Sometime soon as the week approaches its end, Stranger Things Season 2 will premiere taking with it many people’s weekends with it. Thinking about it makes me turn my thoughts back to Tales from the Loop. I talked about how it was my favorite game I played at Gen Con here, but I didn’t get into much in the way of gameplay details.
Tales from the Loop is about kids. It’s about nostalgia. It’s about playing in a world that King and Spielberg portray.
Possibly the best part of the game is the character creation. If you are a roleplayer (as opposed to roll-player) then it is perfect for you. Because, more than most games, this one wants you to develop your characters together. It wants you to come up with an idea, but then collaborate to figure out how your kid fits with the other kids. The discussion you end up having serves to help you determine why you guys and gals are actually friends. Each piece somehow builds neatly on what has come before. The game forces you to answer questions about who you are going to be playing, and by doing that, helps to bring to life a more fleshed out character.
You have your base stats where you take your Age and that is the number of points you can put into your primary Skills. Then the Kid types are divided into archetypes: Bookworm, Computer Geek, Hick, Jock, Popular Kid, Rocker, Troublemaker, and Weirdo (though, a little searching on the web can reveal some additional ones players have developed on their own). Each type has 3 sub-Skills they are proficient in, allowing them to devote more points in that particular ability than others (3 is the maximum in your “Key” Skills, where 1 is the maximum in your other Skills).
Next is your Iconic Item. In game terms, it is something that you can potentially use to add a bonus die to a roll, but in character building terms it is that one thing when you were growing up, that possibly identified you as “You”. Maybe it was your badass bike, or you cool jacket, or you cutting edge piece of technology, or…
You get the point.
Then there is your Problem. Problems are the things that all kids have. Think of them almost as a way to grow as a character. It doesn’t have to be solved during a particular adventure, but it is a motivating part of who your Kid is. Which really your Drive. Why are you doing this?
And what is your Relationship to the other players? Was there something in your past that forced you together? Are you siblings or cousins? Parents work together? Share detention most afternoons? All of these are valid and lend themselves to who you are.
Lastly, you have your Anchor. Where the game emphasizes that you can’t really depend on the adults for much help (they are so wrapped up in their own problems), this is the one adult who actually will help, support, and comfort you.
Oh, one thing I didn’t mention in the Character section is your Favorite Song. We all have/had one. Your character needs to choose one. In my mind, it’s like your walk-up music (and I could see getting a playlist with a group’s favorites and using them as potential story clues).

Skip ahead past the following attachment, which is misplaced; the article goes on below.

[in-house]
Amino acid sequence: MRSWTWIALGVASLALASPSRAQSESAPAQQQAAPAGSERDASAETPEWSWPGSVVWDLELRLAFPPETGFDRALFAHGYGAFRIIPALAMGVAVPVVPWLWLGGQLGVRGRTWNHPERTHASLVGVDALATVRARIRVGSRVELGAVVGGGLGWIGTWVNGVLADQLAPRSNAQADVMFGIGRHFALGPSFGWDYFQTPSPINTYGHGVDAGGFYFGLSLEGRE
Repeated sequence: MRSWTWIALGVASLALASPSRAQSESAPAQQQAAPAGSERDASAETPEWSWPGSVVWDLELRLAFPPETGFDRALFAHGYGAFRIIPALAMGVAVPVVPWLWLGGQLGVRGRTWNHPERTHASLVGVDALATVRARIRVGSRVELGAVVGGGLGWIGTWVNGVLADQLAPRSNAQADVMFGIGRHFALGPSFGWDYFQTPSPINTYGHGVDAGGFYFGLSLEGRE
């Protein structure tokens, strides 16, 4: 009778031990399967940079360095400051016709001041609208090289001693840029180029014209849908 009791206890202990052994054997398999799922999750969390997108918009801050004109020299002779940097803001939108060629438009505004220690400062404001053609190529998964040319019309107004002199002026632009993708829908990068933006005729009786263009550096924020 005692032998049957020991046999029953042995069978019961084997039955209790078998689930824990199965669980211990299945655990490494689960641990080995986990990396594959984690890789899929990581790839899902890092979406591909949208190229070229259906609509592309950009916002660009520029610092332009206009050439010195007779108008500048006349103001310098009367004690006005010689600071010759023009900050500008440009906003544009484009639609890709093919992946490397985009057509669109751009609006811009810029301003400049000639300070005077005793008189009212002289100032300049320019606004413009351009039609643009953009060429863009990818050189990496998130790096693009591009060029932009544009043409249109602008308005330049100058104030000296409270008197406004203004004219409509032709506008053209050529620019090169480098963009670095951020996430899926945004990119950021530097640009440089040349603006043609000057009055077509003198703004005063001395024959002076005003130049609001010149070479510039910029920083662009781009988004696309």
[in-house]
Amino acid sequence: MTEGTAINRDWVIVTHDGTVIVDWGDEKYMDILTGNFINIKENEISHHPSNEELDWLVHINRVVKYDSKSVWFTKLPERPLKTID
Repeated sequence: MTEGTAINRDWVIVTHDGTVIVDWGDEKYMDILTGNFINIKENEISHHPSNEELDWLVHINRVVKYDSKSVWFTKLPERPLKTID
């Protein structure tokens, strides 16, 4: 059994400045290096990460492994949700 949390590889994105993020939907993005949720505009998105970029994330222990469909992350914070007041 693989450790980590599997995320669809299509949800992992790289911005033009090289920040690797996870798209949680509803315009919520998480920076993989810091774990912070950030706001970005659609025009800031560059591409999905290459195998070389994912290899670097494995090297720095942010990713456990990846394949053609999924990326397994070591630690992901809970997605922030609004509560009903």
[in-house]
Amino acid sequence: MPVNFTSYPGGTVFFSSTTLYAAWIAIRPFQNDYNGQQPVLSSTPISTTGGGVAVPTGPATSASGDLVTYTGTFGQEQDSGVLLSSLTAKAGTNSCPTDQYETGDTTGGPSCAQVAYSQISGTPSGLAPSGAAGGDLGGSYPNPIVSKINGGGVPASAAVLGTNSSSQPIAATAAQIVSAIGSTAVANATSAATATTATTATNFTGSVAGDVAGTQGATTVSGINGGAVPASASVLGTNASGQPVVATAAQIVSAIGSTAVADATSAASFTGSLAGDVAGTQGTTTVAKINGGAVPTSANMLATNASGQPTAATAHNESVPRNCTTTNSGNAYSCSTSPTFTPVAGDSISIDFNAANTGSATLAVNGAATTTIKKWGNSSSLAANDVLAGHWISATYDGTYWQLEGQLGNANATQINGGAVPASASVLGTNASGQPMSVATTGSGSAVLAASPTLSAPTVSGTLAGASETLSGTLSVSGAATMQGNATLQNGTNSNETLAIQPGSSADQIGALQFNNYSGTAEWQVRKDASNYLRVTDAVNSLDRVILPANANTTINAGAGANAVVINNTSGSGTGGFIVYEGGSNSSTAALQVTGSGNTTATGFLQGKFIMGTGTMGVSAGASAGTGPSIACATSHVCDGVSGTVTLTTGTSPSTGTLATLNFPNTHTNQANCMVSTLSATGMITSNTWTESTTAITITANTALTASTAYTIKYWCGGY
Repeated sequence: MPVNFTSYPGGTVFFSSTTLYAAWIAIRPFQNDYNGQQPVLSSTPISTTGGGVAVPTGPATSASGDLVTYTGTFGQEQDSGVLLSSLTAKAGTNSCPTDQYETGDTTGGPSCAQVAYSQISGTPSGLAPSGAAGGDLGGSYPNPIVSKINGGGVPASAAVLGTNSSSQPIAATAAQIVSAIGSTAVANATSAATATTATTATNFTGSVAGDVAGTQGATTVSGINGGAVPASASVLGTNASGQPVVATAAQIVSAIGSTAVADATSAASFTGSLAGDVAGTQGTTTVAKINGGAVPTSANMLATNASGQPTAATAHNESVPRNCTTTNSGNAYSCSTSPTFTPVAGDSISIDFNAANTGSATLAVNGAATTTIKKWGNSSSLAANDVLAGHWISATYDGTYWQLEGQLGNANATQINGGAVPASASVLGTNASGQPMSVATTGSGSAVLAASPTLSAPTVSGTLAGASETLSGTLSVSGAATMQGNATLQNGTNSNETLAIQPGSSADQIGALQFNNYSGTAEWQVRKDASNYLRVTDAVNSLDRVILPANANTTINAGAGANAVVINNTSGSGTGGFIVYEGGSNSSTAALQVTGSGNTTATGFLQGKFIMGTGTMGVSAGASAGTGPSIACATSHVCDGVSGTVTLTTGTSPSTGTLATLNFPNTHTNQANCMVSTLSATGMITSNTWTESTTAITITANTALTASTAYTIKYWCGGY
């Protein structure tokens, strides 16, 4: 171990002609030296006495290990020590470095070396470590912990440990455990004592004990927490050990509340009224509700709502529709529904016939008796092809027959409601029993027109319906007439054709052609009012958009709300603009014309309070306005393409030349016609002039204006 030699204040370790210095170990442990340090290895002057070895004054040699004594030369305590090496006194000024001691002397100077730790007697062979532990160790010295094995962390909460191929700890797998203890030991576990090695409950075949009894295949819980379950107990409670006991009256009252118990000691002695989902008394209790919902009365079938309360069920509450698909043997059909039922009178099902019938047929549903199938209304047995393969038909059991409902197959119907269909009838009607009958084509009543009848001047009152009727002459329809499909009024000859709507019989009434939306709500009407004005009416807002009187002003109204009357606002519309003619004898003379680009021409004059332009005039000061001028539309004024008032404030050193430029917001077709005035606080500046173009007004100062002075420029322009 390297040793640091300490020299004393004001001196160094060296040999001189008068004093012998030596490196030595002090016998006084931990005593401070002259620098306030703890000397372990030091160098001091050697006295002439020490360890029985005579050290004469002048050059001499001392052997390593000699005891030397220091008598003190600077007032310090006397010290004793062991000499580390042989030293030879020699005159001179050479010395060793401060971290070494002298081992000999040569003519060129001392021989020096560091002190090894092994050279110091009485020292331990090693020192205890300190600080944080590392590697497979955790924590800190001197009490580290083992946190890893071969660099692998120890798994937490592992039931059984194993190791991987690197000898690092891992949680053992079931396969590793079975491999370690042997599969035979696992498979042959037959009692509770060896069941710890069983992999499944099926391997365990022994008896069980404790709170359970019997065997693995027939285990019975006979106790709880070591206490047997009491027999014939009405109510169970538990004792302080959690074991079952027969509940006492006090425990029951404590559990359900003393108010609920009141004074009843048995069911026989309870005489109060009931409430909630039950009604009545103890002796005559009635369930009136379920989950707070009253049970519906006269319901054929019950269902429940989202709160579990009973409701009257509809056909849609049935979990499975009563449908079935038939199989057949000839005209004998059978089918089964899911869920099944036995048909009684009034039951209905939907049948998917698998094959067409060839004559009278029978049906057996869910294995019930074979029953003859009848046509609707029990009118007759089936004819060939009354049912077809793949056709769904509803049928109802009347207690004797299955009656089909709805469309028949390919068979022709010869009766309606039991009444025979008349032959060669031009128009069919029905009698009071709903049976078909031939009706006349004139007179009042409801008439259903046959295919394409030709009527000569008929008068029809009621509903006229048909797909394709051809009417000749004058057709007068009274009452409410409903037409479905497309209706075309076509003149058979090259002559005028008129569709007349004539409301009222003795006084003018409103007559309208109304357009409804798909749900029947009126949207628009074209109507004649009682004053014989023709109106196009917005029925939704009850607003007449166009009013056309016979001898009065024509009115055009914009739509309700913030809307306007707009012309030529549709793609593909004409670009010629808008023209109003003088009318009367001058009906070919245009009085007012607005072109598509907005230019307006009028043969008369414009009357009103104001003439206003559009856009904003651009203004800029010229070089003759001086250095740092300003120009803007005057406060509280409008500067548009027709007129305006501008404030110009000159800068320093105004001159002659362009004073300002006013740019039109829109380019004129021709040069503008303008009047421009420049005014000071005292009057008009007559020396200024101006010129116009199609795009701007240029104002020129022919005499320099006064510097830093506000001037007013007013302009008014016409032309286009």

Overall the system is pretty easy to figure out. While I have not played the Mutant Zero system that originated this one, it plays very streamlined and well (never seeming to get in the way of the Story you are trying to create).
You have Skills and for each level, you have a Skill you get to roll 1-six-sided dice (1d6). Every “6” you roll is a success. For most things, 1 success is enough to get by a challenge. If you do fail, you can potentially reroll by gaining a Condition (Scared, Upset, Exhausted, Injured, and Broken). Once you have a Condition, you have a minus 1 dice for your rolls until you get to a safe space (with an Anchor or potentially you Hideout).
The only time this gets tweaked a little bit are the BIG challenges (a Climax of the current story being one possibility). It is then that the Kids have to beat a particular number of successes as a team. Each one (or each subgroup) needing to accomplish a series of tasks in order to prevail.
And while Kids Can’t Die… they certainly can fail.
While the game comes with both a Swedish Loop and an American Loop, my guess is that many campaigns will end up creating something a little more in their backyard. For a GM, those old memories of where the old tree fort in the woods actually lies should only help integrate everyone that much more within the game.
The last half of the book is for the Game Master. One is more of a sandbox style where it sets up a number of possibilities to explore with various Hooks for the players and NPCs to interact with. Past that are 4 scenarios (“The Four Seasons of Mad Science”) that can be played as one-shots or as part of a larger campaign. From my various readings online, it seems the majority can be played in 3-4 hours each.
Overall, what is great about the game is that you can make it your own. Whether that means setting it up in the town you grew up in or inserting NPCs from your childhood or even dialing back a bit on the technology presented by the Loop and focusing more of the strange and unusual within the town/suburbs – you make it your own. And as the players get involved they help expand it into something that is everyone’s.
The Gilded Age Kickstarter is still going on. Check it out on Kickstarter here.
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